BALTIMORE — City Council President Brandon Scott, who ran a campaign focused on youthful energy, progressive ideas and experience, has won the Democratic nomination for Baltimore mayor. He has pledged to tackle longstanding challenges in the city such as gun violence and substance abuse.
The victory puts Scott in a strong position to be the next mayor of the struggling city. Democrats outnumber Republicans 10-1 in Baltimore, and the general election in November is mostly seen as a formality.
Scott has been a city councilman since 2011 and became council president last year. He emerged victorious from a field that included more than 20 Democrats, including incumbent Mayor Bernard C. “Jack” Young and former Mayor Sheila Dixon.
If he is elected in November, he will have to address substandard public schools, crumbling low-income neighborhoods, declining population, and a homicide rate that is on pace to match last year’s 348 killings despite stay-at-home directives prompted by the coronavirus pandemic.
On the Republican side, nonprofit executive Shannon Wright emerged victorious.
Scott will also have to work to restore people’s trust in local government. This was the first election since Catherine Pugh resigned as mayor last year amid investigations into the lucrative sales of her self-published children’s books. Pugh pleaded guilty to federal conspiracy and tax evasion charges and was sentenced to three years in prison in February.
Counting the votes has been a slower than usual process since the primary, in large part because so many people voted by mail to avoid the risks of in-person voting amid the coronavirus. On Tuesday, a week after the June 2 election, Baltimore elections officials announced that nearly every vote had been counted.
The election has had a series of issues. Officials ended up authorizing the addition of two voting centers to the previously allotted four over concerns that ballots were not arriving in the mail as planned. On Election Day, dozens of voters remained in line two hours after polls were scheduled to close because social-distancing measures prompted by the pandemic slowed the flow of people at voting centers. Early Wednesday, voting results from the city were taken down from the state’s election board’s website due to an issue with ballots in one district.
Scott, who was endorsed by several unions, proposed a new approach to reducing violence by treating it as a public health crisis, believing that agencies citywide must collaborate with the police department in the effort. He promised to bring down the annual number of homicides to under 300 during his first year in office. That has not happened since 2014.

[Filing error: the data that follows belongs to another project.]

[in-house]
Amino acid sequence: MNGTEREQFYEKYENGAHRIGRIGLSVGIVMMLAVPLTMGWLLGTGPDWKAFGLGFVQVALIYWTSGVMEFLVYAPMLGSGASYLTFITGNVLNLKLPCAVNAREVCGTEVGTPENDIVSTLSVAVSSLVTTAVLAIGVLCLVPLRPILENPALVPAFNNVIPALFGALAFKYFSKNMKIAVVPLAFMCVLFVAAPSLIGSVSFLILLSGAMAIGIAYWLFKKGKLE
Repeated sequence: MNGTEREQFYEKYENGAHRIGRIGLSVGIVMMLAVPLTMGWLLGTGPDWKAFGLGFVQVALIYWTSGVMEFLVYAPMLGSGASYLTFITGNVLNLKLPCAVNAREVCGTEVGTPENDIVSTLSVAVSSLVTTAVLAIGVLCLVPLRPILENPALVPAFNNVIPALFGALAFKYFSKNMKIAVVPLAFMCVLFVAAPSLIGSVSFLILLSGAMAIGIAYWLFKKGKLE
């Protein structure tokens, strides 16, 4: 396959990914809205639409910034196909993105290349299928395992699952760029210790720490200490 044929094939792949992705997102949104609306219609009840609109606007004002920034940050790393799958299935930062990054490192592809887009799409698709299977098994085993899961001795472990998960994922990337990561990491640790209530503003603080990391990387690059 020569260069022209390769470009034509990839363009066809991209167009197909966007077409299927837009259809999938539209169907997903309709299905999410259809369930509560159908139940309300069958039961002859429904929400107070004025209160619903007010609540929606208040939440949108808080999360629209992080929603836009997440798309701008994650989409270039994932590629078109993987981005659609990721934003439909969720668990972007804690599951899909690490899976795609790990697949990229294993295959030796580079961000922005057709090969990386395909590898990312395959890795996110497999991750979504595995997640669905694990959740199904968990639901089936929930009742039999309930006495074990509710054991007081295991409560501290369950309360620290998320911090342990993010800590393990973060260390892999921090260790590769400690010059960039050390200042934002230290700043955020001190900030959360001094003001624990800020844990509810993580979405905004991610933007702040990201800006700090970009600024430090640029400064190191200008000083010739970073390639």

“Crime has to be addressed in a comprehensive way,” he told The Associated Press ahead of the election.
Positioning himself as a progressive leader, Scott proposed organizational changes to city government, including an overhaul of the board that awards all city contracts. Most recently, Young signed into law a measure introduced by Scott that provides housing protections to tenants during the pandemic.
At 36, Scott was the youngest of the mayoral Democratic front-runners. He was once mentored by the late U.S. Rep. Elijah Cummings and was tabbed for lieutenant governor by an unsuccessful candidate in 2018.
The Council President released the following statement in response to tonight’s totals:
“Tonight, we celebrate a hard-fought victory for the future of Baltimore. From the bottom of my heart, I want to thank my family, my team, our volunteers, those who voted for a new way forward for Baltimore, and everyone who believes change is not just possible, but long overdue. Our city stands at a crossroads. Baltimore will only move forward as a city united, not divided. It will take all of us to build a city that is safe, equitable, and accountable. As a son of Baltimore, I could not be more honored to lead our great city in this critical moment and carry the work forward with you. Thank you.”
Opponent Mary Miller also released a statement on Scott's victory:
My mayoral campaign has always been about Baltimore, and I’d like to thank all Baltimoreans for your engagement in this election.
I called Council President Brandon Scott this morning to congratulate him on his likely victory in this hard-fought primary. Brandon ran an excellent campaign, and I appreciate the ideas and the energy he brought to the table. I wish him the best in the next leg of this race.
Baltimore faces great challenges – getting us back on our feet from the coronavirus, facing the economic fallout head-on, and tackling the bigger issues that plague our city: a crime emergency coupled with racism and inequality. These issues have been brought to the forefront of our consciousness by the killing of George Floyd and the moving protests and demonstrations of the last two weeks.
If Brandon is elected Mayor in November, I wish him all the success in addressing these challenges, and I know he will fight for our city. We all want a brighter future for Baltimore.